Gillian Edgeworth, Macro Strategist
Putin has signaled that he wishes to replace the current Ukrainian government with a pro-Russian administration. This implies ongoing military conflict until the Ukrainian government steps down and much of Eastern Ukraine is secured. Even if Russia succeeds in this, we would expect persistent pockets of resistance.
What does the escalation of sanctions look like from here? Below is a rough guide. My conviction in the first set of steps is high. Beyond that, the potential costs to the West increase, but I believe these countries’ willingness to absorb these costs is much higher than in the past.
1. Immediate Next Steps:
At the time of writing, the UK and the US have already announced additional sanctions, with the EU and others to follow shortly. The US sanctions involve the following:
- Four major banks added to the Specially Designated Nationals (SDN) list prohibiting all transactions;
- Thirteen entities with new sanctions imposed on primary and secondary trading of new issues;
- A ban on technological exports to Russia by the US, the EU, and some countries in Asia; and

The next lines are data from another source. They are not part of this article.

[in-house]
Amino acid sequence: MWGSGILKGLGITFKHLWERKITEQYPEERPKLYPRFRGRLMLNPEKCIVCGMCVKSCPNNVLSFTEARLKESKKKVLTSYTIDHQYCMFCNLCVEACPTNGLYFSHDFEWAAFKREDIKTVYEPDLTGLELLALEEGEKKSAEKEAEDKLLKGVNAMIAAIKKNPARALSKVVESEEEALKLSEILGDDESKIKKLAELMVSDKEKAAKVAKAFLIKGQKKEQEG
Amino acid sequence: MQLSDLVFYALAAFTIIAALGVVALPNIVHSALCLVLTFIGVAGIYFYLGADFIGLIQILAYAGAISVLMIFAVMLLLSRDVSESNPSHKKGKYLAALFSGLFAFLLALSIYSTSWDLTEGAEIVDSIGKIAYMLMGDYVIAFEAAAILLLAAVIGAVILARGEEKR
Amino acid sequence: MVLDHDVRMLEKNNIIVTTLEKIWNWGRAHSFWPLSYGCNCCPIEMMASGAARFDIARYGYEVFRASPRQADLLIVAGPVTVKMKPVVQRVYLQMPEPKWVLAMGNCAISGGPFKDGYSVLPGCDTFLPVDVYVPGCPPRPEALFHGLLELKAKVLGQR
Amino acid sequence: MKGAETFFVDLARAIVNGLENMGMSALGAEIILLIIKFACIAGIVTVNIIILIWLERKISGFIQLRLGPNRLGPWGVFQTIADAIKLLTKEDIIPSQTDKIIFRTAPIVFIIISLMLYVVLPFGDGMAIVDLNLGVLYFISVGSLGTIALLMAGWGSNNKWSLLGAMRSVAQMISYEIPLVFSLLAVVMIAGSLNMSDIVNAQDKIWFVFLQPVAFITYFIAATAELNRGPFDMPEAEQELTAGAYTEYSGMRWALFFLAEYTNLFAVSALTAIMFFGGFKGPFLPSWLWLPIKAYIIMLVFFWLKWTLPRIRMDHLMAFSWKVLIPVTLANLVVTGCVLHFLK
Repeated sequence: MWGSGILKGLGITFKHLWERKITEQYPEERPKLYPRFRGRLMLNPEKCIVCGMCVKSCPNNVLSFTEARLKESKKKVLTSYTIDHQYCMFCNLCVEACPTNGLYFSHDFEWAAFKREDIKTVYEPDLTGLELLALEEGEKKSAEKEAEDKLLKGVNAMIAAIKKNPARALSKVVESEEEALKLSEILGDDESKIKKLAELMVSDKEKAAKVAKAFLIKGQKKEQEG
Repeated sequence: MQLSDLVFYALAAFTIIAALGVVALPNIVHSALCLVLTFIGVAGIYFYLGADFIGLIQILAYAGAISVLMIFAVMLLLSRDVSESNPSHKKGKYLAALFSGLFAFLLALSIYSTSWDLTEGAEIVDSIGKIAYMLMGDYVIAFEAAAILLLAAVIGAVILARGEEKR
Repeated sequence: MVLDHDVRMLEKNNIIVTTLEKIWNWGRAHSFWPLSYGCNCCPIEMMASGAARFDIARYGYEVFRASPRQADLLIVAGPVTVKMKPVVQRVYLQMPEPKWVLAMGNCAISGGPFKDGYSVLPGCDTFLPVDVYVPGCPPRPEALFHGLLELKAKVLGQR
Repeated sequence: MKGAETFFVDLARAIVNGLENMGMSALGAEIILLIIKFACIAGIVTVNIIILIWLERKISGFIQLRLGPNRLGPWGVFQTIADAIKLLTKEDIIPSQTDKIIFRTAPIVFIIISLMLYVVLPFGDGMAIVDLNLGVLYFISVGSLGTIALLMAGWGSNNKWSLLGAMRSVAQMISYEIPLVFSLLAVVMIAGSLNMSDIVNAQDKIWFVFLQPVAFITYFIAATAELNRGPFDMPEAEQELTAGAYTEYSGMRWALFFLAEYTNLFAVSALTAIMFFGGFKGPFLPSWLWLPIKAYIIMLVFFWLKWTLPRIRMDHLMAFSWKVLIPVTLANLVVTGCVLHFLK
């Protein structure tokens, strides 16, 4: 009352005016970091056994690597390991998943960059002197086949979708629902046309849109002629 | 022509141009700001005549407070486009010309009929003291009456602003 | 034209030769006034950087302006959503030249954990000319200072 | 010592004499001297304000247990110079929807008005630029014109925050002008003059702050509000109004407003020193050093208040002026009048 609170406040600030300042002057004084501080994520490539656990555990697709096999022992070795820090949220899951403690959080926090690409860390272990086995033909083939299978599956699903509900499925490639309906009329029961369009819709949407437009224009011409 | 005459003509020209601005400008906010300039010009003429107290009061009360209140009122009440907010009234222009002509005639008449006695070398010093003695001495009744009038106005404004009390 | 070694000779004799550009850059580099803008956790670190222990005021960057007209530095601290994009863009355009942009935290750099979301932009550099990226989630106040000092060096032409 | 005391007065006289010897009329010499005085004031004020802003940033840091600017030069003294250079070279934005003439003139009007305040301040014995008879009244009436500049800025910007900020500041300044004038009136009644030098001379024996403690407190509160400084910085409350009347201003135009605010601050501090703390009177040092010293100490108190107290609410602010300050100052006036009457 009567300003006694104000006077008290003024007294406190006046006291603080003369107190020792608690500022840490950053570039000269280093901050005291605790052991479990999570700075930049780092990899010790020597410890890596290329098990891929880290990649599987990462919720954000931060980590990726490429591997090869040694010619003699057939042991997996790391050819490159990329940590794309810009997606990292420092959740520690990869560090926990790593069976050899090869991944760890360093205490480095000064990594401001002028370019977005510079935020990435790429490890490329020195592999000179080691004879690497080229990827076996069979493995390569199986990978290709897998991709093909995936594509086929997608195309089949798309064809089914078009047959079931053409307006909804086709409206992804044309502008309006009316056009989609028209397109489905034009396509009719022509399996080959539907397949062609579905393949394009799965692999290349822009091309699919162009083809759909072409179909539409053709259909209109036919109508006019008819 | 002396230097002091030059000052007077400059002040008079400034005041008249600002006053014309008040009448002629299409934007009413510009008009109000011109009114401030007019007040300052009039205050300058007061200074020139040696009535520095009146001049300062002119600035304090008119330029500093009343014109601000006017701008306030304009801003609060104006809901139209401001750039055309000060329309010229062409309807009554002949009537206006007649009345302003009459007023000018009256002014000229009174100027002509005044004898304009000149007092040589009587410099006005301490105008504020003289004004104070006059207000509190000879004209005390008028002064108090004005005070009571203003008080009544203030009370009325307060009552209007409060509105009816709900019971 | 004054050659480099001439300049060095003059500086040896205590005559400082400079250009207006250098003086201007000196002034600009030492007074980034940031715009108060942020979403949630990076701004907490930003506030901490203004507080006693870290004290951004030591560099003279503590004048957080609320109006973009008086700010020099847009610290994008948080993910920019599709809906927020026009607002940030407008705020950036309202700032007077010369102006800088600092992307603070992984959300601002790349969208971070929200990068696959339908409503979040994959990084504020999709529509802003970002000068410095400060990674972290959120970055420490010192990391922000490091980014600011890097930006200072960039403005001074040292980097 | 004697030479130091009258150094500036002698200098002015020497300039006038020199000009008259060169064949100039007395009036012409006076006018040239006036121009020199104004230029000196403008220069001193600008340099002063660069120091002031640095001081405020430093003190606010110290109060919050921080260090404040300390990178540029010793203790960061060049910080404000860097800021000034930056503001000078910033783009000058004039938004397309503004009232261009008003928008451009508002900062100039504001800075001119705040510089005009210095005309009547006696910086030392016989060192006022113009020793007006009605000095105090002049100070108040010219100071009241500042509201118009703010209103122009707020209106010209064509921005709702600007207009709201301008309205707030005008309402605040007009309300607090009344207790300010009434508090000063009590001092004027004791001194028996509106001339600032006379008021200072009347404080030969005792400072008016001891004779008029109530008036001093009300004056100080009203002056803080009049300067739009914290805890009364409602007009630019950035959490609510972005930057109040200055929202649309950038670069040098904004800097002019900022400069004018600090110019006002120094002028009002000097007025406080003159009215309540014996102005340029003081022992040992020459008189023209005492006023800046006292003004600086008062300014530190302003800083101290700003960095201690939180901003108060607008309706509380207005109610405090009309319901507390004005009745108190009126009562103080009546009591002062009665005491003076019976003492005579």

- Sanctions on more Putin allies and family members.
Our legal team is working through the details of these items as we speak.
2. If Russia Takes Kyiv and Other Cities East of the Dnieper River:
- State-owned enterprises (SOEs) in the real economy outside the energy sector added to sectoral/specially designated nationals (SDN) sanctions list; and
- Initial sanctions on energy and oil exports problematic but possible.
3. If Ukrainian Resistance Continues as a Russia-Friendly Government Is Installed:
- Further sanctions limiting energy and oil exports; and
- The addition of Russian Ministry of Finance/Central Bank of Russia to sanctions list. (Though possible, this would be among the last measures likely to be taken, as it would further increase the probability that Russia doesn’t service its US$462 billion of external debt outstanding.)